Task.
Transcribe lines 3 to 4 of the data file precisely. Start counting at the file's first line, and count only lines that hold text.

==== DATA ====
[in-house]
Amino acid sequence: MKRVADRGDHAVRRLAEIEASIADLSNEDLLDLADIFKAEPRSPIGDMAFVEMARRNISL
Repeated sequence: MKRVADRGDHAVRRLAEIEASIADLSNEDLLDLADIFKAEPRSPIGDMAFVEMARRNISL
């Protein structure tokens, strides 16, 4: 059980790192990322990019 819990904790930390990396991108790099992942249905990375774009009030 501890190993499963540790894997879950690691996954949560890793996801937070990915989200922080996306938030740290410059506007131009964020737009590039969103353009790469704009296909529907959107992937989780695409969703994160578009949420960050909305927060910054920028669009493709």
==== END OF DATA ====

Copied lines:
Repeated sequence: MKRVADRGDHAVRRLAEIEASIADLSNEDLLDLADIFKAEPRSPIGDMAFVEMARRNISL
């Protein structure tokens, strides 16, 4: 059980790192990322990019 819990904790930390990396991108790099992942249905990375774009009030 501890190993499963540790894997879950690691996954949560890793996801937070990915989200922080996306938030740290410059506007131009964020737009590039969103353009790469704009296909529907959107992937989780695409969703994160578009949420960050909305927060910054920028669009493709």